In the main screening theater of the Cannes Film Festival, more than 2,000 plush, high-backed seats — some in a sweeping orchestra, the rest in a vertigo-inducing balcony — offer uniformly unobstructed views of the kind of screen that is to your neighborhood multiplex what King Kong is to a chimpanzee. Christened the Grand Théâtre Lumière, it has been cited by many as one of the world’s greatest movie theaters. But it holds a special meaning for Cannes’ resident artistic director, Thierry Frémaux.

Frémaux, you see, hails from Lyon, the French city where, in 1895, the brothers Auguste and Louis Lumière first pointed a contraption known as the cinématographe at the entrance to their father’s photographic factory and the art form known as cinema was born.

The Lumières weren’t the first to record and exhibit moving pictures, but they were the first to project them before a large public audience, at a moment when their transatlantic rival, Thomas Edison, kept his movies confined to coin-operated viewing boxes. More than 100 years later, the Grand Théâtre Lumière stands as a beacon to the shared viewing experience, while the many modern descendants of Edison’s kinetoscope — portable DVD players, video iPods, et al. — conspire to return movie-watching to a solitary pursuit.

“Even though we all have CD players and radios, that’s not the same as seeing a performer live onstage,” Frémaux says. “In Cannes, the Lumière Theater to me is like going to a concert. Here is the new concert of Quentin Tarantino! Of the Coen brothers! Of Gus Van Sant!”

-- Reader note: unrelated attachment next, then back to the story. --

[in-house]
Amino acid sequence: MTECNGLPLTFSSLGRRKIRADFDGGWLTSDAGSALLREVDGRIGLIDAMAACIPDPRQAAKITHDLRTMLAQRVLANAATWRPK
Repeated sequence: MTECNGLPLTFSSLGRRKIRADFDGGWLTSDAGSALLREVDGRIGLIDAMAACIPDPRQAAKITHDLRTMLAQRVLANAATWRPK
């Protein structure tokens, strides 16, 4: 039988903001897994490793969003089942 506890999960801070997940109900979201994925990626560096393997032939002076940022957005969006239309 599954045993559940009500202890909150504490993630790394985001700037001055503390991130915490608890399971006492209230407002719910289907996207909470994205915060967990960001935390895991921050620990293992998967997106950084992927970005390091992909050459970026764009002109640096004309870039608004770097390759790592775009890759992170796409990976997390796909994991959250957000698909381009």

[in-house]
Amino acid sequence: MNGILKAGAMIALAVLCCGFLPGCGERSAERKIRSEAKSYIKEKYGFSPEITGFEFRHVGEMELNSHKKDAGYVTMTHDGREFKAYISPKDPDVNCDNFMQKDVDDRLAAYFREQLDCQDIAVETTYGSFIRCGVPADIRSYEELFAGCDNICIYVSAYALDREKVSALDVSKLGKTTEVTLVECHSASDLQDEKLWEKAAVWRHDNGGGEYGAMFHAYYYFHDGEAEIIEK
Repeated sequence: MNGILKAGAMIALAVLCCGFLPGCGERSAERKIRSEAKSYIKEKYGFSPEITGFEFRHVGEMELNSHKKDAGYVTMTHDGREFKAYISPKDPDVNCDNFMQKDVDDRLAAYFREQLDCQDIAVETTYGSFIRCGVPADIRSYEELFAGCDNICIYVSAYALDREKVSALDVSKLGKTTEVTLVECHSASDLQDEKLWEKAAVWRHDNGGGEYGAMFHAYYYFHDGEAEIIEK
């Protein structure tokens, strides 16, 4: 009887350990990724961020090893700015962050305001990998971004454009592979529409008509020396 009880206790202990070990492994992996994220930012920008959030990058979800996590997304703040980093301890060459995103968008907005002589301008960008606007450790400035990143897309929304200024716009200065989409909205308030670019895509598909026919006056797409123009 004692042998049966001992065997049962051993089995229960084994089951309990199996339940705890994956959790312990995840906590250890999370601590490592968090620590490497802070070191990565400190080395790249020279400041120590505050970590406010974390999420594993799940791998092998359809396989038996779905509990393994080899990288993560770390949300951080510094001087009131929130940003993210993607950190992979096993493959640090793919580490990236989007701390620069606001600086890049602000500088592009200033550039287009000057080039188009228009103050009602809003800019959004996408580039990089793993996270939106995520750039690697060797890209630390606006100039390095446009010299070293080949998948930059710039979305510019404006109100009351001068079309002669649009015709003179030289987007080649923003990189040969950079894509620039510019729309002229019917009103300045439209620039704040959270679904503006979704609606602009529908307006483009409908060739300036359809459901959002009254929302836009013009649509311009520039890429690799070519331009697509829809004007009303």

It’s a warm evening in late April, and Frémaux and I are standing on the aptly named Rue du Premier Film, directly across the entrance to the former Lumière factory. This is a heady place — a Bethlehem for movie lovers — though by the 1970s, neglect and natural disaster had reduced much of what once stood here to ruins. Now, the property is a combined museum and cinematheque (founded by Lumière scholar and Positif magazine publisher Bernard Chardère) that attracts nearly 200,000 visitors annually and hosts in-person tributes to some of the world’s leading filmmakers.

Since the early 1980s, when he was a student at the nearby University of Lyon, Frémaux has been involved with the Lumière Institute in one capacity or another. “For me, even to bring film reels from the archive to the projection booth was a way to work in the movie business,” he recalls. “I had the feeling that I was in.”

Then, in 1990, he became the Institute’s director, a position he refused to relinquish in 2001 when Cannes came calling. So, for the last six years, he has worked both jobs, a decision that has periodically brought him into conflict with Cannes president (and former festival director) Gilles Jacob, who initially gave his blessing to the unconventional arrangement.